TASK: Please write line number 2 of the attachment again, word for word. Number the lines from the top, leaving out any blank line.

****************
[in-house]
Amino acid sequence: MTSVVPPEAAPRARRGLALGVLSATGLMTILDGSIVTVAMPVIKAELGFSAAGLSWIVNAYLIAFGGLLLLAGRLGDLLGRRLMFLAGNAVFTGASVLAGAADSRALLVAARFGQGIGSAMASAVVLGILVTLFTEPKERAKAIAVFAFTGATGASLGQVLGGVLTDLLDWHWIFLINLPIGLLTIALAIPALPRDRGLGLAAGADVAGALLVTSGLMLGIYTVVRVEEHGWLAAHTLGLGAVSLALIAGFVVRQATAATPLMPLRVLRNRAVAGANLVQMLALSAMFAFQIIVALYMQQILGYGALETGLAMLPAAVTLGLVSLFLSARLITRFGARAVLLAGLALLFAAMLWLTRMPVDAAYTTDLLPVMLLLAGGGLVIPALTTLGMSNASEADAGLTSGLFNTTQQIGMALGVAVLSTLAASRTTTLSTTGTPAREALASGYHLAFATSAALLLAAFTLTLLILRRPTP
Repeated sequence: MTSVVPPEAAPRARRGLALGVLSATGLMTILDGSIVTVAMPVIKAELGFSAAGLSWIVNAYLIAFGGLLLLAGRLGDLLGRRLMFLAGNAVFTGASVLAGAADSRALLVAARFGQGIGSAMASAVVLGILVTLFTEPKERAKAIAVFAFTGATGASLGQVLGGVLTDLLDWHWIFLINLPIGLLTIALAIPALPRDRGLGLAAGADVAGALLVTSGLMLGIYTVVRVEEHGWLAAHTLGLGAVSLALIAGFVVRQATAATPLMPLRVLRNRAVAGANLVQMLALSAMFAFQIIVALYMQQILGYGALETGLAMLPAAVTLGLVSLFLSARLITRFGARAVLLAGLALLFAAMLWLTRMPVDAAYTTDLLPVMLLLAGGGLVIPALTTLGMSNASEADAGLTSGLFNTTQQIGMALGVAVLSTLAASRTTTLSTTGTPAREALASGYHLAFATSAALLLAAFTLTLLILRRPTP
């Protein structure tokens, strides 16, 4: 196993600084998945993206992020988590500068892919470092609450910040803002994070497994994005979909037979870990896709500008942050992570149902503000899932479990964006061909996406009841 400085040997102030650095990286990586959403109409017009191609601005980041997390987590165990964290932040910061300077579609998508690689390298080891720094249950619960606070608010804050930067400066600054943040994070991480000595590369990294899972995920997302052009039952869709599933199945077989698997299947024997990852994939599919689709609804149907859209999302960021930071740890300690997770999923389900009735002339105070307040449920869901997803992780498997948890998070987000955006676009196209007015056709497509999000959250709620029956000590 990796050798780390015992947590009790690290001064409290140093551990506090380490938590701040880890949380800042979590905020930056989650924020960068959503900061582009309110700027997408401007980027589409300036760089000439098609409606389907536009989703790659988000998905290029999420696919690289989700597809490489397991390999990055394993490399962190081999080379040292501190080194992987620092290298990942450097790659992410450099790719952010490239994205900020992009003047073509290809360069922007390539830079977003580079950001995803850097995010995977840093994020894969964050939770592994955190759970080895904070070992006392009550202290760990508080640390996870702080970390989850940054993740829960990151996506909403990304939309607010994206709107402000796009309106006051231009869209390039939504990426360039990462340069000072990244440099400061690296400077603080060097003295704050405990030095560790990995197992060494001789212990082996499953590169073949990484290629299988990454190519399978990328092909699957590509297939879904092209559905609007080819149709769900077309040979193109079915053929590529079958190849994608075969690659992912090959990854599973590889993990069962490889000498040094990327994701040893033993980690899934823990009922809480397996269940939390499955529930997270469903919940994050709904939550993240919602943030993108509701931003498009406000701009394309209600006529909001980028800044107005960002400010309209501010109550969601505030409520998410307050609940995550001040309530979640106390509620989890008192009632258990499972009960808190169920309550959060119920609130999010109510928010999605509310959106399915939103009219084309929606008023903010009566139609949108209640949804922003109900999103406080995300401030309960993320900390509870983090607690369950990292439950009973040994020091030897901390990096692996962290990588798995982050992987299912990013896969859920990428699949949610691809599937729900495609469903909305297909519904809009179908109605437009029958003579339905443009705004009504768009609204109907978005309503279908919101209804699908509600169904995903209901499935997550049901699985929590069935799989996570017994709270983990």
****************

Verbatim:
Amino acid sequence: MTSVVPPEAAPRARRGLALGVLSATGLMTILDGSIVTVAMPVIKAELGFSAAGLSWIVNAYLIAFGGLLLLAGRLGDLLGRRLMFLAGNAVFTGASVLAGAADSRALLVAARFGQGIGSAMASAVVLGILVTLFTEPKERAKAIAVFAFTGATGASLGQVLGGVLTDLLDWHWIFLINLPIGLLTIALAIPALPRDRGLGLAAGADVAGALLVTSGLMLGIYTVVRVEEHGWLAAHTLGLGAVSLALIAGFVVRQATAATPLMPLRVLRNRAVAGANLVQMLALSAMFAFQIIVALYMQQILGYGALETGLAMLPAAVTLGLVSLFLSARLITRFGARAVLLAGLALLFAAMLWLTRMPVDAAYTTDLLPVMLLLAGGGLVIPALTTLGMSNASEADAGLTSGLFNTTQQIGMALGVAVLSTLAASRTTTLSTTGTPAREALASGYHLAFATSAALLLAAFTLTLLILRRPTP